The Honorable Anthony M. Babauta (’97)B.A., Public Relations
My dad’s military service and my mom’s volunteerism bestowed upon me, at a very early age, a desire and a firm determination to serve this country and my community."
Title: Assistant Secretary of the Interior for Insular Areas, U.S. Department of the Interior
Location: Washington, D.C.
A Guam native, Tony Babauta (’97) is the first Pacific Islander to hold the Assistant Secretary of the Interior for Insular Areas position. The Office of Insular Affairs (OIA) is a unit of the U.S. Department of the Interior that oversees federal administration of several U.S. Territories and Compact nations. It is the successor to the Bureau of Insular Affairs of the War Department, which administered certain territories from 1902 to 1939, and the Office of Territorial Affairs (formerly the Division of Territories and Island Possessions and then the Office of Territories) in the Interior Department, which was responsible for certain territories from the 1930s to the 1990s. The word "insular" comes from the Latin word insula ("island").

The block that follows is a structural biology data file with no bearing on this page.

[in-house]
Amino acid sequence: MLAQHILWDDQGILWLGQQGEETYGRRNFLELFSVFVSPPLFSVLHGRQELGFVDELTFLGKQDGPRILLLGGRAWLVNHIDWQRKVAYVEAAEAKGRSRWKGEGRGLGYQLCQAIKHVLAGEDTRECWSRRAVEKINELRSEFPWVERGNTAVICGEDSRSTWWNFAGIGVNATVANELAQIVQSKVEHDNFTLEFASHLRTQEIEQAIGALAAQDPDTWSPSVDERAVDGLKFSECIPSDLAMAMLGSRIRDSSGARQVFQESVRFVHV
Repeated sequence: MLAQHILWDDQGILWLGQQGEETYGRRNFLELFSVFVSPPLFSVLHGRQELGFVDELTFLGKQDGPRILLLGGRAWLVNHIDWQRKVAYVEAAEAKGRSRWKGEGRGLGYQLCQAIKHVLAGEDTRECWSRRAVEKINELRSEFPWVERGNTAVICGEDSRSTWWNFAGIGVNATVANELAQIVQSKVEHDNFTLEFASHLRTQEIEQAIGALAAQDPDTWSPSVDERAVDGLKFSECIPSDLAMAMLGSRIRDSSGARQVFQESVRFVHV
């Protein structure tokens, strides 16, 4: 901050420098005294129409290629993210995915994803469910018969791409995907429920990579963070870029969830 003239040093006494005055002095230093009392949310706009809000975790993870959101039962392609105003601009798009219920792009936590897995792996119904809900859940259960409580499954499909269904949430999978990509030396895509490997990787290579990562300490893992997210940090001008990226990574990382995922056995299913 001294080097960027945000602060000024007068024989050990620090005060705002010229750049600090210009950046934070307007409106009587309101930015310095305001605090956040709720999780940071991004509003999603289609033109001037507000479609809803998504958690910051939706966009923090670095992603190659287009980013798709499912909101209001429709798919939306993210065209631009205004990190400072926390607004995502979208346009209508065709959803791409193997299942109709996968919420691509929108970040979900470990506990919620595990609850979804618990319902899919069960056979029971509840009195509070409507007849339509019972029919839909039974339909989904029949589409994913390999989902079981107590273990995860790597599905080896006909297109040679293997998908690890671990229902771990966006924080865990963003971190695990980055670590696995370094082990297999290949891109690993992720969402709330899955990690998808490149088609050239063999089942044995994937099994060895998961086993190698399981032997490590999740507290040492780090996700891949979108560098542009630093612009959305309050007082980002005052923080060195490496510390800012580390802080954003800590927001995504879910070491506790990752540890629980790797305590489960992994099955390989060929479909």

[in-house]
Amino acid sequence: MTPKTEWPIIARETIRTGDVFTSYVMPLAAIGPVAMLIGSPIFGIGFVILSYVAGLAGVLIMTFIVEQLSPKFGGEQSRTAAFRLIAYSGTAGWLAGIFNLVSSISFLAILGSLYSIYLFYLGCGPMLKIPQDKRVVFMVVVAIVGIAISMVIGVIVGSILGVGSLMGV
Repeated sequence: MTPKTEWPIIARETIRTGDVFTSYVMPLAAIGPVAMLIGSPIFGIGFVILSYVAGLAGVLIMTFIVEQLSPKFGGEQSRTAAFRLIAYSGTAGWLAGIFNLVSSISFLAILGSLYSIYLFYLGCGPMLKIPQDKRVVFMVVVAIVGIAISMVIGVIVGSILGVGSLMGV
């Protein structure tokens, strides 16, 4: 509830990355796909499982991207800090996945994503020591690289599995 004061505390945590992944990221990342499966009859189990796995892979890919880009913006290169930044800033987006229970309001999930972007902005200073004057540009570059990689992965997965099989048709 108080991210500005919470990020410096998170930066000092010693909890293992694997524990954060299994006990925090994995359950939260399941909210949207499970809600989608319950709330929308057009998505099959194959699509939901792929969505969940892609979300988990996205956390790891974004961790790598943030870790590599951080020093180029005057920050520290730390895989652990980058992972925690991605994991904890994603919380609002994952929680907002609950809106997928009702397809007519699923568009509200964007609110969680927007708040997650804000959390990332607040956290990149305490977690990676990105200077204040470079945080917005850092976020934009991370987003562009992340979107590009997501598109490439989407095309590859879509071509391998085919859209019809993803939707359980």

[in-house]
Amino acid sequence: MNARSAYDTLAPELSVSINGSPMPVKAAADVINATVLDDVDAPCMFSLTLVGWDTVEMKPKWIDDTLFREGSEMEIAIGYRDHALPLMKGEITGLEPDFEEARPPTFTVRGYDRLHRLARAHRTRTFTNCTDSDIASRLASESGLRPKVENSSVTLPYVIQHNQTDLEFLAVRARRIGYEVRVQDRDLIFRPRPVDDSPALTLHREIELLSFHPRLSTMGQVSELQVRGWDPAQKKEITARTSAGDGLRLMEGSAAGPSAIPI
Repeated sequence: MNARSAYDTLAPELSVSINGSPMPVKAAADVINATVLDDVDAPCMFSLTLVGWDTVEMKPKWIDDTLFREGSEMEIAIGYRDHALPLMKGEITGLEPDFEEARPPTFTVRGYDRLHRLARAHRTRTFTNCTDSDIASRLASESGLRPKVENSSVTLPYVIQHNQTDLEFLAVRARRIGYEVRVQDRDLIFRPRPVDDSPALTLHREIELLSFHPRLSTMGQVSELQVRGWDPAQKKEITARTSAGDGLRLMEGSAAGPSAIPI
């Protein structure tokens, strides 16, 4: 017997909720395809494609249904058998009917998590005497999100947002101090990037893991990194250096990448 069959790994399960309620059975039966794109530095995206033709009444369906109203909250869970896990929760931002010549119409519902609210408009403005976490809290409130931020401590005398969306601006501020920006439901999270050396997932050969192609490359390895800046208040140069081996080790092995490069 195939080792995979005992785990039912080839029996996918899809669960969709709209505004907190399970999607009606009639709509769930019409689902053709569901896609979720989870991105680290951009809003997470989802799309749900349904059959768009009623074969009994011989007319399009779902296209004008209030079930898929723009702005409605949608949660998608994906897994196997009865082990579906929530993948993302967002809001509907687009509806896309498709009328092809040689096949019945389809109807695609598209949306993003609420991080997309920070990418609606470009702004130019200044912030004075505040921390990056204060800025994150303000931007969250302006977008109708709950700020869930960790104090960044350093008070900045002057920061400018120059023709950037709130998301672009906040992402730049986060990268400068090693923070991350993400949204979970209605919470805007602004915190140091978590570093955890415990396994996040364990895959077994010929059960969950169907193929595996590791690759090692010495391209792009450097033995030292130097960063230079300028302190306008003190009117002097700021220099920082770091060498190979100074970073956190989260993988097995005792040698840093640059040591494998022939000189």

- Member of Gonzaga’s Washington, D.C. Alumni Chapter: Social Media committee, Mission and Service committee
- GAMP committee
- Social committee
- Athletics committee
- Friends of Father Al
Prior to his appointment by President Barack Obama and confirmation by the U.S. Senate, Babauta served as senior advisor to Interior Secretary Ken Salazar. Before joining the Interior Department, Babauta served for 12 years in the U.S. House of Representatives as professional staff and as Staff Director for the House Natural Resources Subcommittee on Insular Affairs, Oceans and Wildlife on the U.S. House of Representatives Natural Resources Committee.
During his tenure on Capitol Hill, Babauta was instrumental in advancing the renegotiated compact with the Republic of the Marshall Islands and the Federated States of Micronesia, Guam war claims legislation and the political advancement of Puerto Rico. He also directed the Subcommittee’s jurisdiction and responsibilities over other issues pertaining to the Department of the Interior. He has developed and maintained working relationships with island leaders, including presidents, governors and ambassadors.